Service from the heart

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Chit Juan

Chit Juan

I have been traveling for the past two weeks in the United States from coast to coast and have been a guest at restaurants big and small, having fast (pizza and salad) and slow food (Japanese Omakase or degustacion) and even Chinese dim sum.

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Having been educated in the Hotel and Restaurant Administration at the State University, it is ingrained or embedded in my veins to always think of service whenever I eat out or even when we serve in our own small ECHOcafe. So I observe the staff, what they do between customers’ orders, what their side duties are and generally (without them knowing) doing an audit of their service philosophy.

And this is where I wish people in the service industry would take a good look at their jobs. If you do not like people, please do not get into the hospitality industry. If your service does not come from the heart buy merely is about taking a salary, then move jobs.

My guru friend and wellness advocate Ravi tells me that it is sweeter to eat something made with one’s heart and hands, than say a chocolate made by a machine. Food also contains vibrations especially when it is artisanal or handmade. But what about who serves the food? It can be artisanal, but if service is not from the heart, the bread may taste a little sour or unpalatable.

How sad that often we just take it as a “matter of course” that fast food requires fast, quick and impersonal service. And how sad that customers never complain—they just say, “It must be because it is fast food,” or “He probably had a bad day” . . . as reasons we tolerate bad service.

If people are in the service industry then they must serve with their whole heart and their minds. Otherwise, they may as well move to an impersonal job like a production line or facing a computer all day without need for communication or relational activities.

It is a disservice to service to have front liners who bring their miseries to work. It is a disservice to customers who spend hard earned money only to be treated badly at food outlets or in other service facilities such as department stores, and anywhere the consumer comes face to face with employees (frontline).

I have my tolerance allowance when I have to eat at places where food is served quickly. I understand that speed and the general hubbub in such an environment can make one’s nerves stand on end. But why must we tolerate bad service? Everyone is entitled to good food served well, especially if you are paying premium for it.

And this is why I advocate slow food. With slow food both producer and consumer value the food itself, making service part of the whole experience of eating. How many times have you eaten at a community restaurant in the province and see the service staff behave almost like they are part of the family of the owners or founders of such a restaurant? I love eating in such places.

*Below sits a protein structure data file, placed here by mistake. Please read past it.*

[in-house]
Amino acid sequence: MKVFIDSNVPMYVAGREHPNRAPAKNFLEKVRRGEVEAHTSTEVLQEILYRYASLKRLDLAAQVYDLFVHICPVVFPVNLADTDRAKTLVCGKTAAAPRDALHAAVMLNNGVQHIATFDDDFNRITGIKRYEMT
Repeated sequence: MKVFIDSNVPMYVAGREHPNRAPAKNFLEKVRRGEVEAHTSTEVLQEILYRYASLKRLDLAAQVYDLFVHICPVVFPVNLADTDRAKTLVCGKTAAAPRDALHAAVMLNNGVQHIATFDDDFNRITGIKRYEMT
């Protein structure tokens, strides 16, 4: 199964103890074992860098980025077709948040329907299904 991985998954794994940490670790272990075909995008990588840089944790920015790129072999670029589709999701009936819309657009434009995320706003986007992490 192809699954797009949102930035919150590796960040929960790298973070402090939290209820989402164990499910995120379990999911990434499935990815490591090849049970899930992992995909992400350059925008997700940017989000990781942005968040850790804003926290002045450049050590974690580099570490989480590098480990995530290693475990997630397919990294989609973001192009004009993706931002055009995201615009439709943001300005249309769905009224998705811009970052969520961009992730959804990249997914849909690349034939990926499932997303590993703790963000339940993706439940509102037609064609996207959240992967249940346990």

They say you have to pay for good service. I think everyone can extend good service if we generally hire the better people from the start. They should not be “hands and feet” who can speak all the scripts in a company manual (e.g. “Good morning Sir/Ma’am even without looking at the customer). They should be real people wanting to serve real customers.

But who cares? For as long as we tolerate bad service, firms will continue to hire “hands and feet” without brains and most importantly, heart. So we must start to care and take notice of bad service and maybe use social media to put these people in line or to mold them into shape. After all, good service even if the food is ordinary becomes a magic wand to make mediocre food taste like foie gras. Did you ever think about that?

So this is why my friend Ravi is right. Something served with the heart tastes sweeter than the best honey served with misery. And something served from the heart is delicious already even if you have not tasted it yet.

So, let’s pay attention to service. We pay for it every time we buy a quick burger or an expensive dinner at a famous restaurant. If we do not start to care, service, like bad food, will surely go down the drain.

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Chit Juan is a founder and owner of ECHOStore sustainable lifestyle, ECHOmarket sustainable farms and ECHOcafe in Serendra , Podium and Centris QC malls. She also is President of the Women’s Business Council of the Philippines and President of the Philippine Coffee Board Inc., two non-profits close to her heart. She often speaks to corporates and NGOs on social entrepreneurship, women empowerment, and coffee. You can follow her on twitter.com/chitjuan or find her on facebook:Pacita “Chit” Juan. Email her at puj@echostore.ph

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